ADISA (Alternative & Direct Investment Securities Association), the nation's largest trade association for the retail alternative investment space, announced today that its government relations team met with regulators in New Jersey earlier this week to discuss the state's impending fiduciary rule.
ADISA board member and former president, John Grady (Practus), along with Thomas Rosenfield (HillStaffer), attended the meeting.
"This was a productive meeting that we were very pleased to be invited to by New Jersey regulators, and we discussed a variety of technical and procedural issues that relate to the state's proposed fiduciary rule," said Grady. "Among the discussions were the nuances of alternative securities compared to other securities, the importance of 'costs' and the meaning of 'best interest' under New Jersey's proposed rule, as well as the rule's potential implementation and effective dates."
ADISA addressed several topics at the discussion, including:
- Protecting the investor – the ultimate consumer of financial services – remains the Division's primary focus, with an emphasis on addressing the potential for investor confusion about the differences between advisers and broker.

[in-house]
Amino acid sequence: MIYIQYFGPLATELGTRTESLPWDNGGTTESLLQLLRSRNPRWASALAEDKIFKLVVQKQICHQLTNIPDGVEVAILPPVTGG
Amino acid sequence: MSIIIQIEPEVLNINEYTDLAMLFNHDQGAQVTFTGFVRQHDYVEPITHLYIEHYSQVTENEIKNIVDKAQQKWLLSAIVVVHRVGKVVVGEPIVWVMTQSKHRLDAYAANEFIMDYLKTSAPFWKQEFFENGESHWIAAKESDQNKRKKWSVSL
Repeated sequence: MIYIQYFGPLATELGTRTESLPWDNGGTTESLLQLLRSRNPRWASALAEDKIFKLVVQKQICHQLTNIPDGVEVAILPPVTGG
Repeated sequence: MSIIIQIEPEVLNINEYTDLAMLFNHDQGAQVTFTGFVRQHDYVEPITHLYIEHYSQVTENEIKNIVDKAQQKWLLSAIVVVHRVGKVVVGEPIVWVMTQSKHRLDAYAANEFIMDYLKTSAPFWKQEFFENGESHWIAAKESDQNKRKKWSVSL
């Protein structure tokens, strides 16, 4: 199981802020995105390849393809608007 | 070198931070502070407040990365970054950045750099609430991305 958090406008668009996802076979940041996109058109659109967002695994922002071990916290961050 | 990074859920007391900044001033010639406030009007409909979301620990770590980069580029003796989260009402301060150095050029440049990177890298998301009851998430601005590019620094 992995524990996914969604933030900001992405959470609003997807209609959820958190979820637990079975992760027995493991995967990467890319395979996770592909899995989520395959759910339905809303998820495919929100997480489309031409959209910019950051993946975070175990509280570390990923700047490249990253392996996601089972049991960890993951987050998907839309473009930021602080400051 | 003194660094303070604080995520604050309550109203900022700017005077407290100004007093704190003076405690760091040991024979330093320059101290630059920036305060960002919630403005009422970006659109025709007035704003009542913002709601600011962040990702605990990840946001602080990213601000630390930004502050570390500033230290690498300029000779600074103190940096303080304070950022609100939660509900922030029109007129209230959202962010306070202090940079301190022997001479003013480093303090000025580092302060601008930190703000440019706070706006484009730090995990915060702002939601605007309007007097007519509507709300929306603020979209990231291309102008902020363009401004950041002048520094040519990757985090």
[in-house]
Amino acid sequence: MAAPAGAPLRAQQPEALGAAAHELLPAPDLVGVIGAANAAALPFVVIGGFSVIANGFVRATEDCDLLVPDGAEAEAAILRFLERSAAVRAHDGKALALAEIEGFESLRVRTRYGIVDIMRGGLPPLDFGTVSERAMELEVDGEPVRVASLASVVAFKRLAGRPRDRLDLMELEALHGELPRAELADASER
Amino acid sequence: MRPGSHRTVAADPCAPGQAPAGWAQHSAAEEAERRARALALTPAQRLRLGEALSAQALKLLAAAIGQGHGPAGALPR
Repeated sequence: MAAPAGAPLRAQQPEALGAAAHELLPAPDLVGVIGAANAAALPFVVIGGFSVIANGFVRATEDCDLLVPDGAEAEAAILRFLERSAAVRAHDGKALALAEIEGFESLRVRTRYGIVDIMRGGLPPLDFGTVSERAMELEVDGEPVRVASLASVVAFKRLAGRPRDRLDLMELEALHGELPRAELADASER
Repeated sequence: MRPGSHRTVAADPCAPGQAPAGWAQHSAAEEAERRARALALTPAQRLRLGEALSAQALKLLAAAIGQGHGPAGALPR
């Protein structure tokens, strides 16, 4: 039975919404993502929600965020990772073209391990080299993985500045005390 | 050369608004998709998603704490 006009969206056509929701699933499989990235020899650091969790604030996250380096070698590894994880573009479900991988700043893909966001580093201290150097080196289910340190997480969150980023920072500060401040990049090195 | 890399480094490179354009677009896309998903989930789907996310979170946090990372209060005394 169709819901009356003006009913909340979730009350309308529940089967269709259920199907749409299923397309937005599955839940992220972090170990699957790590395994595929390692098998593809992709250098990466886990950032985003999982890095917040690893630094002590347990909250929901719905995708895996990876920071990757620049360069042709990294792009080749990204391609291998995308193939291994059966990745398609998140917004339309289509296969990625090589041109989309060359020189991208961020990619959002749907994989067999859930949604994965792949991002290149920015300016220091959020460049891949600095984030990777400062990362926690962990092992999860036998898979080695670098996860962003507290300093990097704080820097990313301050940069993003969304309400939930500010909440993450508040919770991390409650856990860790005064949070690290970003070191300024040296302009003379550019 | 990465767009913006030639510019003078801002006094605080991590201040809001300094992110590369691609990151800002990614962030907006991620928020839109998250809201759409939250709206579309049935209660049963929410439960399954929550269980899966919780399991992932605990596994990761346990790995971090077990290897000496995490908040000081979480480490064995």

- The Division is considering the priority that should be given to "cost," relative to other factors, when brokers and advisers are considering whether to recommend a security or strategy.
- The proposed regulation's use of the word "best" is intended, in theory, to be about process and not an absolute requirement to be applied in hindsight.
- A broker's duty to his or her client can be "episodic" in nature, with the proviso that the limited time frame makes monitoring and other post-transaction requirements more important.
"ADISA and its coalition members will continue to push for sensible regulations that not only foster the state's desire to protect consumers, but also protect the legitimate interests of alternative investments and the firms and individuals that recommend them to their clients, as well as numerous retail investors who include alternatives as crucial aspects of their retirement and savings portfolios," said Grady.
ADISA submitted a comment letter to the New Jersey Bureau of Securities in June. The letter can be read here.
The Alternative & Direct Investment Securities Association is the nation's largest trade association representing the non‐traded alternative investment space. ADISA's members are typically involved in nontraded real estate investment trusts, business development companies, master limited partnerships and private and public funds (LPs/LLCs), 1031 exchange programs (DSTs/TICs), energy and oil and gas interests, equipment leasing programs, or other alternative and direct investment offerings. The association was founded in 2003 and has approximately 4,000 members who are key decision makers, representing more than 220,000 professionals throughout the nation – including sponsor members who have raised in excess of $200 billion in equity and serve more than 1 million investors.